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Tonight I heard someone say, "We're going off tangent here."

I take this to be a mistaken conflation of "off on a tangent" with "off track."

However, is a shift occurring? Is "off tangent" developing some currency? Is it becoming accepted? Or is it still fundamentally incorrect?

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Sounds like a slip of the lip to me. Never heard it before, but then I never read "I'm gonna loose my mind" until the Internet became popular. People will say anything. Pay them no mind. They'll later claim to have been misquoted or misunderstood, after admitting that they misspoke. – user21497 Apr 17 '13 at 6:38
I think it is gaining traction. People in general don't know what a tangent is. To most, it might be assumed to mean "track". – Prof. Falken Apr 17 '13 at 6:45
That may be it, @AmigableClarkKant. If I hear (or read) "off tangent" I immediately think "But a tangent is a line away ... perpendicular ... radius .. thingy" (I half-remember it). So is "off-tangent" a movement back towards the circle, getting back on track, or a move even further away from it? – njd Apr 17 '13 at 9:27
@njd, I think it's anywhere but not following the circling motion. – Prof. Falken Apr 17 '13 at 11:30
@njd - If we take it literally, I think "off tangent" would mean digressing from a digression. If the "circle" is your (circumscribed) discussion, going "on a tangent" would mean heading off on a straight line away from that circle. Going "off tangent" implies (to me) that you were "on a tangent" in the first place, so "off tangent" implies that you are leaving the digression and entering "free space" -- nothing is connected to anything else and anything can happen! All of that said, I seriously doubt that anyone who uses the phrase "off tangent" thinks of it that way. – Athanasius Apr 17 '13 at 17:31

I suspect that the person who said "We're going off tangent here" may have had in mind not "off track" but "off topic." Going "off track" may indicate either jumping the track (as a derailed train might) or leaving the marked trail (and being in danger of getting lost). Both of those possibilities are fairly strong negative descriptions of going wrong.

In contrast, "going off topic" or "getting off topic" simply means being diverted into an area that isn't the focus of present business. In this respect, it has much the same meaning as "going off on a tangent."

In geometry a "tangent" is a straight line that touches a circle or sphere at exactly one point and then runs infinitely away from that point in both directions. Going off topic is likewise moving steadily away from the point of the meeting or discussion. The problem in both cases isn't that the conversation is utterly derailed or lost in the wilderness; it's that starting from a point of contact with the relevant topic, the conversation is moving farther away from it.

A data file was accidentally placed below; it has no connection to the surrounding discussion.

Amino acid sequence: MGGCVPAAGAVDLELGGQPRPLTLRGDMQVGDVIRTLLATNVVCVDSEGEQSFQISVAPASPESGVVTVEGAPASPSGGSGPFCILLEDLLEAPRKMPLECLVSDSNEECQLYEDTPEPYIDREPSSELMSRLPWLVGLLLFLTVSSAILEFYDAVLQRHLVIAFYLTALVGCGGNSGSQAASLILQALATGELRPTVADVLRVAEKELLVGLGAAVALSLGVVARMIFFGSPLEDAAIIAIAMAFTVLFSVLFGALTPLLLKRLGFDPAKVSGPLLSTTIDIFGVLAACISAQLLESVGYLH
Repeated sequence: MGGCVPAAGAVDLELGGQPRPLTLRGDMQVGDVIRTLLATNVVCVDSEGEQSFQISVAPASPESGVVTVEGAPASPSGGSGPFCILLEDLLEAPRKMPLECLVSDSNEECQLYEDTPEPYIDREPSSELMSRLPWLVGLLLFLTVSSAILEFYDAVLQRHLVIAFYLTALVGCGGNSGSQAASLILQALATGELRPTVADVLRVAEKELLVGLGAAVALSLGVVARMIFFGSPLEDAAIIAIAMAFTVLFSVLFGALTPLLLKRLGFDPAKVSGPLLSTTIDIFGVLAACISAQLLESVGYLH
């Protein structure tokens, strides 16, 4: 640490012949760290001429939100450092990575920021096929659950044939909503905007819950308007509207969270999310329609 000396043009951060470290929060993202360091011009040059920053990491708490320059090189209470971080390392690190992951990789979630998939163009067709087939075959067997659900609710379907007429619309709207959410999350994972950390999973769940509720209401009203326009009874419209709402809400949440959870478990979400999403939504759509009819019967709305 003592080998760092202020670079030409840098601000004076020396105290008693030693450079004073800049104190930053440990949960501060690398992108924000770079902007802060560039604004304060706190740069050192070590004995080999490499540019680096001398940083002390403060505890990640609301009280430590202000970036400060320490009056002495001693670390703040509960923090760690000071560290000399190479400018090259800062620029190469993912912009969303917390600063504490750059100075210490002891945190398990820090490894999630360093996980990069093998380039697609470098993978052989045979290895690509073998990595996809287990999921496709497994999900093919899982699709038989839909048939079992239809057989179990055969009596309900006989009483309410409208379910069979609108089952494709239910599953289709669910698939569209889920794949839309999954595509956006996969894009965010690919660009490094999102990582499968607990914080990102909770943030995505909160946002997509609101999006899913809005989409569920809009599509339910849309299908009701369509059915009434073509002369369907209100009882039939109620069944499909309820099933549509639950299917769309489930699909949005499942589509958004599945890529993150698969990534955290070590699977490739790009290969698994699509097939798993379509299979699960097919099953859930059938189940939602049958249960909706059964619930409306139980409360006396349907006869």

A search using the Ngram Viewer indicates that the phrase "go off tangent" goes back at least 59 years and that it is growing in popularity rather than declining. The earliest possible instance I found in the search results is a somewhat ambiguous snippet from a novel by Edward Dahlberg, Those Who Perish (1934):

...asked the Secretary in a tall-ish voice which went off tangent. "I make it a motion, Mr. Chairman," said the manufacturer of broadcloth. "Now I think we're getting somewhere," said the man with the adenoidal boom. ...

The oldest clear-cut instance I found is from Hearings of the U.S. Senate Committee on Small Business, volume 3 (1954), which involves testimony from a man who evidently was held in one of the infamous Japanese-American internment camps of the 1940s:

Mr. Shibata. And in the camp I became active in different work. Am I going off tangent?

Mr. Purcell. They will stop you if you go off tangent.

Mr. Jonas. Quite all right.

Mr. Shibata. I was Secretary of the city council in Tule Lake Camp and the camp was self-governed, and one of the major issues that came up ...

From the same year, in Edmund Bergler, The Writer and Psychoanalysis, we have this specimen:

The analyst, misunderstanding what is going on, interprets the oedipal repetition, with the result that facts and interpretation are at odds and the whole analysis goes off tangent.

The next oldest is also from political discourse, in this case the Nigeria House of Representatives, Parliamentary Debates, volume 18, part 2 (1965):

[Unidentified speaker]: The Member for Gaya North (Alhaji Yunusa) made some very important points though he was going off tangent, but there are arithmetical and geometrical tangents which are admissible, even in trade. This his off tangent is admissible even in trade. He said that we should—

Mr. A. T. Mbegbu (Bende West): I think that when we refer to tangents we talk of things falling off. Is the Minister of Trade now trying to include the points "off tangent" or is he trying to exclude them?

Representative of the numerous examples that the Ngram Viewer found from recent years is this one from Anton Manning, The Military's Relationship with the Media (2007):

Another officer narrated the experience he had with media requests to interview U.S. Army Chief of Staff Eric Shinseki. When the cameras were off, the media members briefed Shinseki on the types of questions they had and what they were looking for. “When it came down to it with the cameras rolling, they would go completely off tangent.”

In none of these examples does "going off tangent" express the intended idea as clearly as would "going off on a tangent," "going off topic," "going off track, " or "going off target."

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